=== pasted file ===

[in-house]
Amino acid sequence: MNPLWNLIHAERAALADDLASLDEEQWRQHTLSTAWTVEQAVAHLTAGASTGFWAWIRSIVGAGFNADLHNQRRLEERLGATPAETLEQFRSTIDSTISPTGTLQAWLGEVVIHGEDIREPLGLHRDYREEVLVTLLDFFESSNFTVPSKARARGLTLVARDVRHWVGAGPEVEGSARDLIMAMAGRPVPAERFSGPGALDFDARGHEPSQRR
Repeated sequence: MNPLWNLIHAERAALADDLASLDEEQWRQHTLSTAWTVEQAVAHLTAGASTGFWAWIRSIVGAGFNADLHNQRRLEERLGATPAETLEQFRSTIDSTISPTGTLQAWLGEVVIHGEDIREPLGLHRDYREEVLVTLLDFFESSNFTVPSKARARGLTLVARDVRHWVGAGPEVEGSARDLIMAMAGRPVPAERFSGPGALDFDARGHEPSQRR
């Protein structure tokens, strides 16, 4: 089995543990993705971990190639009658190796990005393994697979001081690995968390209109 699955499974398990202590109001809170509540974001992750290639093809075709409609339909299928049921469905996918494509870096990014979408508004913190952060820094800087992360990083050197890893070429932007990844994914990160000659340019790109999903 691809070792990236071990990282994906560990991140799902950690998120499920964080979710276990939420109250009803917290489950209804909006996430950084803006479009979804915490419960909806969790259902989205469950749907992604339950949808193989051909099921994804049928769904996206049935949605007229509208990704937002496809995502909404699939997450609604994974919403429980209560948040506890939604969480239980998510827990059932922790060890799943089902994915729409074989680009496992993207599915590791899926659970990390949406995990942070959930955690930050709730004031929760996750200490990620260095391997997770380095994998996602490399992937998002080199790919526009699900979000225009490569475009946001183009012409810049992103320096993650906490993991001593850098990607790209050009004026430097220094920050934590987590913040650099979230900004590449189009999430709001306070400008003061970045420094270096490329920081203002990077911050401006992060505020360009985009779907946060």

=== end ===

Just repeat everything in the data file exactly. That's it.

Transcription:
[in-house]
Amino acid sequence: MNPLWNLIHAERAALADDLASLDEEQWRQHTLSTAWTVEQAVAHLTAGASTGFWAWIRSIVGAGFNADLHNQRRLEERLGATPAETLEQFRSTIDSTISPTGTLQAWLGEVVIHGEDIREPLGLHRDYREEVLVTLLDFFESSNFTVPSKARARGLTLVARDVRHWVGAGPEVEGSARDLIMAMAGRPVPAERFSGPGALDFDARGHEPSQRR
Repeated sequence: MNPLWNLIHAERAALADDLASLDEEQWRQHTLSTAWTVEQAVAHLTAGASTGFWAWIRSIVGAGFNADLHNQRRLEERLGATPAETLEQFRSTIDSTISPTGTLQAWLGEVVIHGEDIREPLGLHRDYREEVLVTLLDFFESSNFTVPSKARARGLTLVARDVRHWVGAGPEVEGSARDLIMAMAGRPVPAERFSGPGALDFDARGHEPSQRR
């Protein structure tokens, strides 16, 4: 089995543990993705971990190639009658190796990005393994697979001081690995968390209109 699955499974398990202590109001809170509540974001992750290639093809075709409609339909299928049921469905996918494509870096990014979408508004913190952060820094800087992360990083050197890893070429932007990844994914990160000659340019790109999903 691809070792990236071990990282994906560990991140799902950690998120499920964080979710276990939420109250009803917290489950209804909006996430950084803006479009979804915490419960909806969790259902989205469950749907992604339950949808193989051909099921994804049928769904996206049935949605007229509208990704937002496809995502909404699939997450609604994974919403429980209560948040506890939604969480239980998510827990059932922790060890799943089902994915729409074989680009496992993207599915590791899926659970990390949406995990942070959930955690930050709730004031929760996750200490990620260095391997997770380095994998996602490399992937998002080199790919526009699900979000225009490569475009946001183009012409810049992103320096993650906490993991001593850098990607790209050009004026430097220094920050934590987590913040650099979230900004590449189009999430709001306070400008003061970045420094270096490329920081203002990077911050401006992060505020360009985009779907946060």